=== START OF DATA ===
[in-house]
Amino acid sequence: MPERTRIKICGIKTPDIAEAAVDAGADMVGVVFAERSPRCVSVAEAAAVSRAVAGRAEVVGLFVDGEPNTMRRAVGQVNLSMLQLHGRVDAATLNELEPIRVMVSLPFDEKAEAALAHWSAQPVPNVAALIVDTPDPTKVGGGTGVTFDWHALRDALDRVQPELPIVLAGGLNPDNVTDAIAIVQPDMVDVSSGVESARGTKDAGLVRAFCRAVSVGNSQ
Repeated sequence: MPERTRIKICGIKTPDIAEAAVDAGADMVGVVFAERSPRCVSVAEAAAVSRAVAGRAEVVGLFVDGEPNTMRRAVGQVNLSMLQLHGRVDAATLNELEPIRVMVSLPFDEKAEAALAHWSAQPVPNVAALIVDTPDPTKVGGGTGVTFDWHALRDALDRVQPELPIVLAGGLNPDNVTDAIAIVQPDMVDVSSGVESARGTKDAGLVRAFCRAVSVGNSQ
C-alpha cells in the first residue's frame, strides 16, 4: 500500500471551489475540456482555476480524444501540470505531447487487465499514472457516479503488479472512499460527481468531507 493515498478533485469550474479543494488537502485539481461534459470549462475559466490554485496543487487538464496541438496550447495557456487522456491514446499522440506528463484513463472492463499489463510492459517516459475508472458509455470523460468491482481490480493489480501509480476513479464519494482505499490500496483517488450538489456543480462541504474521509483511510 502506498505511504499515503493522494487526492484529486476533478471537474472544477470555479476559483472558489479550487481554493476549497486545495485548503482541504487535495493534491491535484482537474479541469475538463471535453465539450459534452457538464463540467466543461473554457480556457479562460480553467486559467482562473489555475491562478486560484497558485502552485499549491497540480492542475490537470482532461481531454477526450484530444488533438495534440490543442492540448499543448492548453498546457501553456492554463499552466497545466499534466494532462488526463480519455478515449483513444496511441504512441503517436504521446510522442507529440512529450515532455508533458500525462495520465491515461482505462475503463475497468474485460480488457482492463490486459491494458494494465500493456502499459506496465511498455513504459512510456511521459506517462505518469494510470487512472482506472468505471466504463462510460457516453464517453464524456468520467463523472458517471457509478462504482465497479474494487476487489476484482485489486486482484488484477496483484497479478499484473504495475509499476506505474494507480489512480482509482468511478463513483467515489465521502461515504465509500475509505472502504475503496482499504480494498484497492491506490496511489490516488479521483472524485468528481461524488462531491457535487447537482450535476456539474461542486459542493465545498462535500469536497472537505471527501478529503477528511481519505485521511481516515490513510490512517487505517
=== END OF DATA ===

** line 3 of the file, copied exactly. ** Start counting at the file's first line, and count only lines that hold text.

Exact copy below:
Repeated sequence: MPERTRIKICGIKTPDIAEAAVDAGADMVGVVFAERSPRCVSVAEAAAVSRAVAGRAEVVGLFVDGEPNTMRRAVGQVNLSMLQLHGRVDAATLNELEPIRVMVSLPFDEKAEAALAHWSAQPVPNVAALIVDTPDPTKVGGGTGVTFDWHALRDALDRVQPELPIVLAGGLNPDNVTDAIAIVQPDMVDVSSGVESARGTKDAGLVRAFCRAVSVGNSQ